Thursday, February 21, 2008


We are parked in a gravel lot across the street from the "World's Tallest Thermometer" in Baker, California (map). The thermometer was erected by the famous "Bun Boy"restaurant which stood here for 80 years, starting in 1926. In 2000, it was sold, and in 2006 the new owners turned it into, ironically, a Bob's Big Boy, a chain which originated a full decade later with an iconic mascot strikingly similar to the Bun Boy.

I have to say I miss the place -- it was a great stop between Barstow and Vegas and the food was decent, even if the joint was a bit on the kitsch-overload side. I have no need to eat in a Bob's Big Boy, but I used to eat at the Bun Boy on occasion. At least the landmark thermometer, its 134' height a tribute to the highest recorded temperature in the US (at Furnace Creek some hundred miles from here), is still there.

This lot is the truck and RV parking area for the Big Boy as well as the Mad Greek, another iconic Baker eatery, and is a common overnight stop for trucks and RVs alike. We chose to stay here in Baker because I had a conference call this morning, and we wanted to be sure of having good cell service -- there isn't any in Death Vally, and we'll likely be in the middle of the Mojave National Preserve tonight, where I'd bet against having any signal.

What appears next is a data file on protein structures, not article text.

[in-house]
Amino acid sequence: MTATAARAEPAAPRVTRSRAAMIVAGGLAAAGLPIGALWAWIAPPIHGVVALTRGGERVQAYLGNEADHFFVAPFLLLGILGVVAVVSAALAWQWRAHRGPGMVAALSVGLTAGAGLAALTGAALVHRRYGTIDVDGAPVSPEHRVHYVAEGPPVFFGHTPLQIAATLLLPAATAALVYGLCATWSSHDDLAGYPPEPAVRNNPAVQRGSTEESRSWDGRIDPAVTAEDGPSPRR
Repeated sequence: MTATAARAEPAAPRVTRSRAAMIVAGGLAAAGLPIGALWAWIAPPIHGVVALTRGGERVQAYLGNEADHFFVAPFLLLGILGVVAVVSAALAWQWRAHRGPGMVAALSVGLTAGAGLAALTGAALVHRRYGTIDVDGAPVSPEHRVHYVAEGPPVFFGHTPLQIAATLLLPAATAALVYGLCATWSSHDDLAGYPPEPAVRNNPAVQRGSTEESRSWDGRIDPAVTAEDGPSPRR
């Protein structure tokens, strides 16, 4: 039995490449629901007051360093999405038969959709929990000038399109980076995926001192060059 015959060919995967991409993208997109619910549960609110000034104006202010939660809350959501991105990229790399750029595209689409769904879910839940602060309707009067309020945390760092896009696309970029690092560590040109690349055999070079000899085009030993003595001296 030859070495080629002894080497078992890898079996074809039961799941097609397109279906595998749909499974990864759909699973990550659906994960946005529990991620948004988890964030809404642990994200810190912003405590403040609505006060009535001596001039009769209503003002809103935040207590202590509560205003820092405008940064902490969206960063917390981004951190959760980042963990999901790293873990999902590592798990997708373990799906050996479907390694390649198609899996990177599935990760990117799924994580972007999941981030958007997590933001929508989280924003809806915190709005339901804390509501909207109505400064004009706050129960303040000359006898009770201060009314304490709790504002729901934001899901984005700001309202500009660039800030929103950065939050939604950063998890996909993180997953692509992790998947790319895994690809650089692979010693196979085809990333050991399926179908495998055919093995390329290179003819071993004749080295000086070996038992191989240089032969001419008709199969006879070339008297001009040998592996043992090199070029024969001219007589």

The downside to being here was that, small as it is, Baker still emits a lot of light pollution, and I really wanted to see the total lunar eclipse last night. (Ironically, one source of said light pollution is the giant thermometer, which is actually an electric sign, with pink neon running up each corner, and the temperature displays made of white light bulb digits.) The light issue proved to be nearly moot, as there was extensive cloud cover at sunset which persisted through most of the event. We did get a nice break in the clouds just before 7pm, as the moon was about half engulfed in the umbra, and we got to watch it slowly enter totality over the next hour. We did not get the blood-red moon that I was hoping for -- more like a ruddy brown, but still dramatic. Shortly after the moon was completely swallowed by the umbra, the cloud cover moved back in and obliterated our view, not to recede again until 9pm or so, after the entire event was over. At least we got to see a bit of the totality, and the view here in the desert was pretty spectacular in spite of the lights.

Now that my conference call is over, we're planning our strategy for proceeding south. I expect to cross I-15 and proceed to Kelso on the Kelbaker road, which will take us all the way to I-40 on our way to Amboy.

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